Vale of Tears

Part Four: Minimizing Grief's Desolation

Expressing Grief and Loss


Expressing Grief and Loss

NO ONE IS PRETENDING that there is a perfect way to grieve, but we will be looking here at a variety of strategies that will help to release our emotions and minimise the worst effects of grief’s desolation.

As I stood there in silence—
not even speaking of good things—
the turmoil within me grew worse.
The more I thought about it, the hotter I got.
Psalm 39:2-3

What was it that had happened to cause the psalmist such distress? We are not told precisely, and in a sense, this makes it easier to apply his response to our own situation. When we too are feeling vexed with life, and intensely aware of our limitations, it is time to cast all our cares on the Lord.1 After all, the only real alternative to doing this is to bottle up our emotions, and to allow guilt, oppression, failure and weariness to spill over into self-pity – that most deadly of all the soul’s many enemies.

“There is no grief like the grief which does not speak,” the poet Longfellow warned. A Turkish proverb repeats the same message: “He who conceals his grief finds no remedy for it.”

Those who hold their grief inside themselves after a loss occurs usually do so because they want to remain strong for the sake of their children, or other loved ones. “Delayed” grief differs from “denial” in that it is not a deliberate attempt to avoid facing reality. Even so, keeping a tight rein on emotions that are bursting to find expression imposes immense strains. Sooner or later, repressed grief finds its way to the surface. When the initial anaesthetic has worn off, and overwhelming feelings flood back in, pray for the Lord and His people to be present to help them work their grief out stage by stage.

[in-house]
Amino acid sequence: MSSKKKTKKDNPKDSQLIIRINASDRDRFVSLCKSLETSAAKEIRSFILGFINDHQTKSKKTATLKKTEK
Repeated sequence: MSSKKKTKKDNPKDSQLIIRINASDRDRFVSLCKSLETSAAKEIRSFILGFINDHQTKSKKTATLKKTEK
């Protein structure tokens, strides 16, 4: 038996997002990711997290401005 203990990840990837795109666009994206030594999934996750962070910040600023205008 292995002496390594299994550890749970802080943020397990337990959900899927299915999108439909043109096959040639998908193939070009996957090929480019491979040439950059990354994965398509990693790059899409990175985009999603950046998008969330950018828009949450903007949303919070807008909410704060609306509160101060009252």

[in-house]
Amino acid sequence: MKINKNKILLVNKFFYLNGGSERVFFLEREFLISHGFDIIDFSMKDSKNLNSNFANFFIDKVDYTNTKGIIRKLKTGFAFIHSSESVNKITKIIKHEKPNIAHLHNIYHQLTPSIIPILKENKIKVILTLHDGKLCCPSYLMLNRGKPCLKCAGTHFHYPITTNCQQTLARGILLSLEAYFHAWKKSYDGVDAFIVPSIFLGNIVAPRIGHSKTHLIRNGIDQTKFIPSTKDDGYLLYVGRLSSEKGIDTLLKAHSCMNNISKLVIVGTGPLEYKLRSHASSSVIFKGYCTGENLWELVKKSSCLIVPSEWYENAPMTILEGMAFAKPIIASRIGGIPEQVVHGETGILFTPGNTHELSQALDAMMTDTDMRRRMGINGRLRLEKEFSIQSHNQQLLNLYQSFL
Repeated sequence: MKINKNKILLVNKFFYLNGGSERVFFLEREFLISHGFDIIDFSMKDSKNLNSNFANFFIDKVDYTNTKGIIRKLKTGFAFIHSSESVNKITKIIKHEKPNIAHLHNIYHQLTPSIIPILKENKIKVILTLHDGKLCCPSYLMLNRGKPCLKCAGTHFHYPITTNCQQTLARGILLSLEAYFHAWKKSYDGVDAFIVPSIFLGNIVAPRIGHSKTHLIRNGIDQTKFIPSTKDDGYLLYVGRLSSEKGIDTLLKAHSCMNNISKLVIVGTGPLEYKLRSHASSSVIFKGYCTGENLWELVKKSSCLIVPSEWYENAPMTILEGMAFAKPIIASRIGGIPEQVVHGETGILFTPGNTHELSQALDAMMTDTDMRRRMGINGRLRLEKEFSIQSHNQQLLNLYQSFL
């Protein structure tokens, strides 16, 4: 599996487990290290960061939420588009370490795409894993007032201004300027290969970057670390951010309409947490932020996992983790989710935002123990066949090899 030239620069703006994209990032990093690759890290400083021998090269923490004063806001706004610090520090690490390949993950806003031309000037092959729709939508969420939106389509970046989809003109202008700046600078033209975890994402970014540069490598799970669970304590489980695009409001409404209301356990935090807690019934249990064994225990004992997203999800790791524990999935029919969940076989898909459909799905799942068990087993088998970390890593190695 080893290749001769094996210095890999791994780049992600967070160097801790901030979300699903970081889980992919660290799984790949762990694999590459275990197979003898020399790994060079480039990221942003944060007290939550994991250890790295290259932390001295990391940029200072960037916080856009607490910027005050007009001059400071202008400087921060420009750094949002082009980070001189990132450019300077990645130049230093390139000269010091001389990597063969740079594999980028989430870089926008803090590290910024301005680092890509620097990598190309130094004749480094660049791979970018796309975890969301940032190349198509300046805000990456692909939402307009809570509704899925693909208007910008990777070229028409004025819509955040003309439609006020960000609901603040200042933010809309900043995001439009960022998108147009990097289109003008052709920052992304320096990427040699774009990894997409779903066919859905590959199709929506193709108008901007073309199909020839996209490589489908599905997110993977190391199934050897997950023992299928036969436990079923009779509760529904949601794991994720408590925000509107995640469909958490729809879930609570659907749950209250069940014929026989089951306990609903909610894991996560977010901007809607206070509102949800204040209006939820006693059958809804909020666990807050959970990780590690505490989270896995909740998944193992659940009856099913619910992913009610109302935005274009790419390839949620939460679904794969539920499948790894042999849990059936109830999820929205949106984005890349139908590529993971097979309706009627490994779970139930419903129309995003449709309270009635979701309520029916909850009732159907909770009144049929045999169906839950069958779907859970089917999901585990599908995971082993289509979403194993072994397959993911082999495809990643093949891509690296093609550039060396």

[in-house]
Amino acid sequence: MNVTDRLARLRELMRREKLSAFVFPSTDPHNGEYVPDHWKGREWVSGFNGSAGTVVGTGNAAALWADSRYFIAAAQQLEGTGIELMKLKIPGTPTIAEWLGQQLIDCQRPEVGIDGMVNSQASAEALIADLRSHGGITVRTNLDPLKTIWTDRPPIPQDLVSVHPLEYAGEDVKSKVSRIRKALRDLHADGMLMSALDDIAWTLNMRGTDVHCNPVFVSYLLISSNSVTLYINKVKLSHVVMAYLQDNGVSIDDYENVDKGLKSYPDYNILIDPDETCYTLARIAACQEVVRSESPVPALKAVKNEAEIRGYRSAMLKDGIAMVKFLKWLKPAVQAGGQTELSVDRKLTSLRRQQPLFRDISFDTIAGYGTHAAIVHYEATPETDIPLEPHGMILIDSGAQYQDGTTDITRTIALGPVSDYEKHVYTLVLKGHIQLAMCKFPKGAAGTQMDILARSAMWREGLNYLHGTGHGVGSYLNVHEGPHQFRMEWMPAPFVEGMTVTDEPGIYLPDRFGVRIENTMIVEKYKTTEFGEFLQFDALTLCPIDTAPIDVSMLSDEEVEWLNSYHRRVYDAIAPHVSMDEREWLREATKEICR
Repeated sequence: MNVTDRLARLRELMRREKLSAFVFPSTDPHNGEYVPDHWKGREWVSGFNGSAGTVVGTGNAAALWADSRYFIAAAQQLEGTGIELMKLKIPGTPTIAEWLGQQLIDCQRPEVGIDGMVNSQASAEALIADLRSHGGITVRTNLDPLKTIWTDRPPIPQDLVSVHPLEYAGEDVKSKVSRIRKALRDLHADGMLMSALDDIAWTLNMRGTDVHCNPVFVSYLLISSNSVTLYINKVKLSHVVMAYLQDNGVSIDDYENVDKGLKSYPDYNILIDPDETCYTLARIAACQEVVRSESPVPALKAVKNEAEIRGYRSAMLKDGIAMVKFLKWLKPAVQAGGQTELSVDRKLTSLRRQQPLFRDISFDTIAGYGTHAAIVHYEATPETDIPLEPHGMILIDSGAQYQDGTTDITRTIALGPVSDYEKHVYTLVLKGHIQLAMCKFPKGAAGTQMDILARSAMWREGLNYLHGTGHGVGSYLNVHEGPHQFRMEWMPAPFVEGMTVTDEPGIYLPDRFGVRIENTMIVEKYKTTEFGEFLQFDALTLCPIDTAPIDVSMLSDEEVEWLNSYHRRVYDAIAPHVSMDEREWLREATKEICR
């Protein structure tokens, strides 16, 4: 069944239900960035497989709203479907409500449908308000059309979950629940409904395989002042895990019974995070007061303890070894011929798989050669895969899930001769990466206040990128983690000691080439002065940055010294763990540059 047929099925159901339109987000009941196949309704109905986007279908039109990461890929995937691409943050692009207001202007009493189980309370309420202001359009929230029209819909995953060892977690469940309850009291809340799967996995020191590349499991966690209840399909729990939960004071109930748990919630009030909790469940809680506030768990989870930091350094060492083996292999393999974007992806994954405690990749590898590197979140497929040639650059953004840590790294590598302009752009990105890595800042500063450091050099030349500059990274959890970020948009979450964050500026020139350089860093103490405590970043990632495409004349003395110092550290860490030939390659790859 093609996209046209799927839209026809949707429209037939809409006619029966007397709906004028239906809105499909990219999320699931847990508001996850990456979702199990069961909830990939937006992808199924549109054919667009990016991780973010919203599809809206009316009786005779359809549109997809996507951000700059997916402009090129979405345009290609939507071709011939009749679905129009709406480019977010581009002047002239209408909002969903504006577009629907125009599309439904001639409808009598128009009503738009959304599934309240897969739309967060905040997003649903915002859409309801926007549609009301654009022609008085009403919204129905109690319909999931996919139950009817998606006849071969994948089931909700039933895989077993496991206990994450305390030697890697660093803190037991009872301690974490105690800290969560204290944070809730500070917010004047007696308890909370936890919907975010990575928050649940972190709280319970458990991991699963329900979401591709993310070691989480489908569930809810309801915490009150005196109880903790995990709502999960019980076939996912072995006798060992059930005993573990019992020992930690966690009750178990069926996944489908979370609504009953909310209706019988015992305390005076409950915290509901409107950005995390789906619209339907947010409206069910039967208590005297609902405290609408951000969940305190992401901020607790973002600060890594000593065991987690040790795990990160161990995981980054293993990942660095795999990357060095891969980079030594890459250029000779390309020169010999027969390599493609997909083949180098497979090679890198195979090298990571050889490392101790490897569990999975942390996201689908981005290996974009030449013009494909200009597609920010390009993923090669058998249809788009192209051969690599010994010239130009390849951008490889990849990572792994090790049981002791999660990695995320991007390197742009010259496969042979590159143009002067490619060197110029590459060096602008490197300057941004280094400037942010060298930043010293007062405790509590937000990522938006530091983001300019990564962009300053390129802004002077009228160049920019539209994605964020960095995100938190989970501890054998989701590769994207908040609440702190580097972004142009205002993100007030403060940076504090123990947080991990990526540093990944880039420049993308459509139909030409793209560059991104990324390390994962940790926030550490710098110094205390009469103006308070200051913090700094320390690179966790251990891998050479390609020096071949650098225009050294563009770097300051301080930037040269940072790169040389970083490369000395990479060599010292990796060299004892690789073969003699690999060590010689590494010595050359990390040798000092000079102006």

If family and professional commitments make it difficult for you to face the full onslaught of your grief, try setting aside specific times in which to let it out. Don’t neglect to plan in some “out-of-the-house” events to distract from the intensity of it! As Catherine Marshall urges,

One can at least take the cup with both hands and put it to one’s lips at intervals, and then, for a while, turn to something else. Somehow, the cup becomes lighter, a little more bearable, its contents less bitter each time the cup is voluntarily grasped.2

Reflect and Pray

How are you handling your grief?
Are you like a pent-up volcano,
liable to erupt under the pressure of too many molten emotions?
Or is the Maker of Mountains helping you to find ways to “regulate the flow” safely?

provide me with people I can open up to safely –
but may I not make the terms
for letting others close so demanding
that people lose the incentive to reach out to me.

May I, in turn, be a source of strength and comfort
for others in their grief and isolation.
In Jesus’ Name, Amen.